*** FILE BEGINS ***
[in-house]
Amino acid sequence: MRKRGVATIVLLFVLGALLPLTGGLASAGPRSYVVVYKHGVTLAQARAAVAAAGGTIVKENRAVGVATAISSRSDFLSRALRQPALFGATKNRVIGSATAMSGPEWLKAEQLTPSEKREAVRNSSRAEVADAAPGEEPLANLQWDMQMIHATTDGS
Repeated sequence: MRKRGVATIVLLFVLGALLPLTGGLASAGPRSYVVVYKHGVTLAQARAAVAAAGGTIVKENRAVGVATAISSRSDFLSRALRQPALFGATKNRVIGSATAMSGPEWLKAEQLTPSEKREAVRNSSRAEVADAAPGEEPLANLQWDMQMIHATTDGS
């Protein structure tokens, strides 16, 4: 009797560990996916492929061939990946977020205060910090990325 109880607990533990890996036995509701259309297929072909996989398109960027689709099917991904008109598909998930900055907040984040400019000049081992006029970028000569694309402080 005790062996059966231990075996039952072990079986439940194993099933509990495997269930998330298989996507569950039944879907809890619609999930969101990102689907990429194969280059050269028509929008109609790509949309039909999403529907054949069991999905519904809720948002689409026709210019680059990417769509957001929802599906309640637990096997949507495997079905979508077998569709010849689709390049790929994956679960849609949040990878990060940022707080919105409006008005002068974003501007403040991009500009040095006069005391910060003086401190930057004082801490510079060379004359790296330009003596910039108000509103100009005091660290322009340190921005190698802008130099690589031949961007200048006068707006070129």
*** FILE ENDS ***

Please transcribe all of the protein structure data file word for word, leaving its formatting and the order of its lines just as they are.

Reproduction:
[in-house]
Amino acid sequence: MRKRGVATIVLLFVLGALLPLTGGLASAGPRSYVVVYKHGVTLAQARAAVAAAGGTIVKENRAVGVATAISSRSDFLSRALRQPALFGATKNRVIGSATAMSGPEWLKAEQLTPSEKREAVRNSSRAEVADAAPGEEPLANLQWDMQMIHATTDGS
Repeated sequence: MRKRGVATIVLLFVLGALLPLTGGLASAGPRSYVVVYKHGVTLAQARAAVAAAGGTIVKENRAVGVATAISSRSDFLSRALRQPALFGATKNRVIGSATAMSGPEWLKAEQLTPSEKREAVRNSSRAEVADAAPGEEPLANLQWDMQMIHATTDGS
């Protein structure tokens, strides 16, 4: 009797560990996916492929061939990946977020205060910090990325 109880607990533990890996036995509701259309297929072909996989398109960027689709099917991904008109598909998930900055907040984040400019000049081992006029970028000569694309402080 005790062996059966231990075996039952072990079986439940194993099933509990495997269930998330298989996507569950039944879907809890619609999930969101990102689907990429194969280059050269028509929008109609790509949309039909999403529907054949069991999905519904809720948002689409026709210019680059990417769509957001929802599906309640637990096997949507495997079905979508077998569709010849689709390049790929994956679960849609949040990878990060940022707080919105409006008005002068974003501007403040991009500009040095006069005391910060003086401190930057004082801490510079060379004359790296330009003596910039108000509103100009005091660290322009340190921005190698802008130099690589031949961007200048006068707006070129």